- Metrics can prevent analysts from collaborating
The way people are incented can also play a role. In some firms analysts get more brownie points for notes they write solo (which is IMHO as perverse as incentives for long notes). So, do make sure you tell everyone what you’re up to to facilitate collaboration (but don’t force it).
- The coverage model may not work for what you’re trying to say
For instance, if your are doing AR for some products that are not part of a firm’s coverage map but may impact the edges of some analysts’ interest areas. There are also firms that have decided to cover “roles”, which can mean that they won’t effectively cover industries. In those cases, try to find a theme that’s of interest to some analysts or propose vertical case studies to horizontal analysts.
Key learning point: look further than the “obvious” analysts, remember your job is to sell ideas and not everyone’s buying off plans!
(Our thanks go to Steve Keifer for writing this appreciation of Larry De’Ath, who died this time last year. Steve outlines Larry’s views on analyst relations, which were always notable. I first came across Larry in 1999, when he was at Merant, but really got to know him in 2004 after he joined GXS. It’s a pleasure to bring his insight to a wider audience.)
Last April, Larry De’Ath, a good friend and colleague of mine passed away. I had the opportunity to work with Larry for a little over four years during his time at GXS. Larry had a number of things he was extremely passionate about – the RIM Blackberry device; drinking Diet Coke; golf trips to Thailand; Chinese history and culture; and most importantly, his two daughters. But at work his passion was concentrated on analyst relations. Before I met Larry I had never really given much thought to the function of Analyst Relations (AR). To me, it was just one of those things that the Public Relations(PR) team did in addition to their core purposes of issuing news releases, seeking media coverage and shaping public opinions about the firm. But to Larry, AR was the most important aspect of corporate communications.
It is amazing how when you meet someone who is very passionate about a particular hobby, subject or career, how that person’s enthusiasm can shape your opinions as well. Such was the case with AR and Larry. Through my work with Larry, I gained a newfound appreciation for the complexities of AR. And I learned how someone who is highly skilled in the AR trade can generate significantly higher ROI from analyst firms and broader market influence. AR is really about building relationships with people and attempting to influence their thinking on topics relevant to your company. I think one of the keys to Larry’s effectiveness with AR was the fact that he held sales roles earlier in his career. As a result, he had strong relationship building skills and he knew how to sell ideas.
Having had one year to reflect on the lessons I learned from Larry, I decided to put together a Top 10 list of the Best Practices in AR he advocated. My list is below, but I would encourage those of you who knew Larry personally to add your own comments as well.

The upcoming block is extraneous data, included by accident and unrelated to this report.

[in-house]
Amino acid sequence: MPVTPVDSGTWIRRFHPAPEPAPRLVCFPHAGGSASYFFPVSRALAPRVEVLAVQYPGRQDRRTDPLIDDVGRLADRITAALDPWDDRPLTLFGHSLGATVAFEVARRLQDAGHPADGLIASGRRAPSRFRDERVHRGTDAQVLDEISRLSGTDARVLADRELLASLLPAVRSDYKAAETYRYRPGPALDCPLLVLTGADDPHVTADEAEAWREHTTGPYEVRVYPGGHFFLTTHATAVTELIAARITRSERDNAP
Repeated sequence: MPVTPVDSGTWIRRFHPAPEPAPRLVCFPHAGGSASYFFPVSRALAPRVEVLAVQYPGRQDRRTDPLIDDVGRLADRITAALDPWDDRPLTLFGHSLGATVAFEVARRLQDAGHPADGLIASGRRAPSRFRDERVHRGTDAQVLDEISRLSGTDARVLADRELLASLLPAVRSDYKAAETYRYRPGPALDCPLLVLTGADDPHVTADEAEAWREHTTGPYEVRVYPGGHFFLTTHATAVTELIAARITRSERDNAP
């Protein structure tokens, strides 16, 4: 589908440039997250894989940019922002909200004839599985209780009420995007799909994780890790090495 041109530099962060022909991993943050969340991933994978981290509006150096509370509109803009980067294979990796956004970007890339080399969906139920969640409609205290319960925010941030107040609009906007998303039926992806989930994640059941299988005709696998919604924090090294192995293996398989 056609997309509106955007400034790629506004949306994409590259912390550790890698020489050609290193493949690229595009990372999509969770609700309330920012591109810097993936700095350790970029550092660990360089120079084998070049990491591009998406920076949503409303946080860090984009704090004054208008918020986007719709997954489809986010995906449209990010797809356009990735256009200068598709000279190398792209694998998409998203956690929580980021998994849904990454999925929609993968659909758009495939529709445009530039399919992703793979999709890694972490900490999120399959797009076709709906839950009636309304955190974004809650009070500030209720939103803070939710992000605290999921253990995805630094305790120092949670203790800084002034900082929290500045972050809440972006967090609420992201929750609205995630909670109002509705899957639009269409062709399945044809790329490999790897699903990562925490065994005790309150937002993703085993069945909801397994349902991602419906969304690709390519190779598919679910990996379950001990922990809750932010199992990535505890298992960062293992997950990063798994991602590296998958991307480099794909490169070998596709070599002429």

#1 – Separate the research function from the relationship function
There are two primary functions related to analysts within technology vendors. One function is primarily inbound and research-oriented, focused on reviewing secondary market research for the purposes of competitive analysis, market sizing and SWOT analysis. The other is primarily outbound and relationship-oriented, focused on briefing analysts on new product releases; corporate strategy and customer case studies. Larry believed that although the two functions were closely related and interdependent, there was also a logical segmentation between the two. The process of analyzing the research and supporting inquiries from within the organization can be quite time-consuming, handicapping the ability to perform important outreach activities. Consequently, Larry always recommended a clear division between the responsibilities so as to avoid any competing priorities.
#2 – Centralized management of corporate communications programs
Larry believed in centralized management of AR out of global headquarters. Even regional activities local to Europe, Asia and Latin America, he thought should be coordinated centrally. In fact, Larry advocated that not only PR and AR, but also Investor Relations (IR) should be owned by one group. However, for public companies, Larry recognized that IR functions require a direct reporting relationship to the CFO to be credible. The benefit of centralization was to ensure consistency and mitigate the risk of mistakes. Larry also believed that maintaining relationships with analysts was a key function that should not delegated to an outside firm. Consequently, he frowned upon the use of specialized, external agencies.
#3 – You can never have too many people at an analyst briefing
Larry viewed the role of the AR manager as a facilitator. His job was not to be the expert on every aspect of the company’s products, customers, financials and strategy. Instead, he viewed his role as providing analysts with access to the most knowledgeable subject matter experts for various disciplines. He was not afraid to ask for time commitments from executives to ensure that each and every question an analyst had during a formal briefing could be adequately addressed. Consequently, it was not uncommon for Larry to gather ten or more people in the room for an important briefing with a single Gartner, Forrester or AMR analyst.